This beautiful, tenderly written debut novel by Bronwen Wallace Award for Emerging Writers winner John Elizabeth Stintzi explores what haunts us most, bearing witness to grief over not only what is lost, but also what remains.
John Elizabeth Stintzi is a non-binary writer who grew up on a cattle farm in northwestern Ontario. They are the 2019 recipient of the RBC Bronwen Wallace Award, and their work has appeared in The Malahat Review, Kenyon Review Online, Ploughshares, and in their forthcoming poetry collection Junebat (House of Anansi). They have an MFA in Creative Writing from Stony Brook University in Southampton, NY and currently teach critical and creative writing at the Kansas City Art Institute.
How to Pronounce Knife
by Souvankham Thammavongsa
Published by McClelland & Stewart
Named one of the best books of April by The New York Times, Salon, The Millions, and Vogue, and featuring stories that have appeared in Harper's, Granta, The Atlantic, and The Paris Review, this revelatory book of fiction from O. Henry Award winner Souvankham Thammavongsa establishes her as an essential new voice in Canadian and world literature. Told with compassion and wry humour, these stories honour characters struggling to find their bearings far from home, even as they do the necessary "grunt work of the world."
A young man painting nails at the local salon. A woman plucking feathers at a chicken processing plant. A father who packs furniture to move into homes he'll never afford. A housewife learning English from daytime soap operas. In her stunning debut book of fiction, O. Henry Award winner Souvankham Thammavongsa focuses on characters struggling to make a living, illuminating their hopes, disappointments, love affairs, acts of defiance, and above all their pursuit of a place to belong. In spare, intimate prose charged with emotional power and a sly wit, she paints an indelible portrait of watchful children, wounded men, and restless women caught between cultures, languages, and values.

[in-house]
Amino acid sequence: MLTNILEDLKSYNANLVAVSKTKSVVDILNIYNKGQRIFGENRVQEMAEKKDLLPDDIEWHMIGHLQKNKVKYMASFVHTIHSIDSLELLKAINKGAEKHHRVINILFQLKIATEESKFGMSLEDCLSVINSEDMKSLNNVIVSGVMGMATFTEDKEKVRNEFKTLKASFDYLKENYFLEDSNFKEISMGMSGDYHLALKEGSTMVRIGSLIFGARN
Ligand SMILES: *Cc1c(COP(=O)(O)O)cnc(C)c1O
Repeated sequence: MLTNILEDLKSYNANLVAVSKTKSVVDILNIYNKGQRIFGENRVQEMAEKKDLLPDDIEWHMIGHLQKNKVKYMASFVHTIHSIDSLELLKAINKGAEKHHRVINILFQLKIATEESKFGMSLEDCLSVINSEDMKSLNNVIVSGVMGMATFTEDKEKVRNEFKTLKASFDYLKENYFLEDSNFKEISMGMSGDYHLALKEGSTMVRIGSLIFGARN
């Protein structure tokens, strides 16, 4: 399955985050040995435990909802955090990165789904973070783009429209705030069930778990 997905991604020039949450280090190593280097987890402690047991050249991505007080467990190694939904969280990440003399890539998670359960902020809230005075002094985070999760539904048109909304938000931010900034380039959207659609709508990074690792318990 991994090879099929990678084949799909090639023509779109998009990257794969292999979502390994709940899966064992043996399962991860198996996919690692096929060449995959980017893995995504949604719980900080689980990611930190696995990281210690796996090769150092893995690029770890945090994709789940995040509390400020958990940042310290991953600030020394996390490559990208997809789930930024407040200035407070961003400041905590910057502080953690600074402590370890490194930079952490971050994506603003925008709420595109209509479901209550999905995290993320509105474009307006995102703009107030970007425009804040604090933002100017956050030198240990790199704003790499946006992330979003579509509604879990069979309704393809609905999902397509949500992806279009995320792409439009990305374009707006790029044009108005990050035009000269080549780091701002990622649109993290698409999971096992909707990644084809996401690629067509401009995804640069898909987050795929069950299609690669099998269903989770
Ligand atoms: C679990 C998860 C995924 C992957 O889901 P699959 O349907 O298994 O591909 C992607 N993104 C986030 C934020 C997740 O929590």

Souvankham Thammavongsa is the author of three poetry books, Light (2013), winner of the Trillium Book Award for Poetry, Found (2007), and Small Arguments (2003), winner of the ReLit Award. Her writing has appeared in Harper's, Granta, Brick, Best American Non-Required Reading, and other places. She has been in residence at Yaddo and has performed her work at the Guggenheim Museum in New York. She was born in the Lao refugee camp in Nong Khai, Thailand, and was raised and educated in Toronto.
Farzana Doctor is a Toronto-based author of four novels: Stealing Nasreen, Six Metres of Pavement, All Inclusive, and Seven (Fall, 2020). Farzana was recently named one of CBC Books’ “100 Writers in Canada You Need To Know Now". She co-founded WeSpeakOut, a group that is working to ban female genital cutting in her Dawoodi Bohra community. She is also a part-time psychotherapist and amateur tarot card reader. www.farzanadoctor.com
Want a copy of the books featured on this panel?
The Bookshelf (Guelph) is our bookselling partner for this event. If you would like to purchase a copy of one of the books from this event, you can order online at bookshelf.ca or phone 519-821-3311 x1. Free shipping or curbside delivery in Guelph. $10.00 shipping cost outside of Guelph.
Thank you to our supporters:
The Angel Gabriel Foundation, The Canada Council for the Arts, The Department of Canadian Heritage, Kitchener Waterloo Community Foundation, The Ontario Arts Council, The Pollock Family Fund and Wellington County.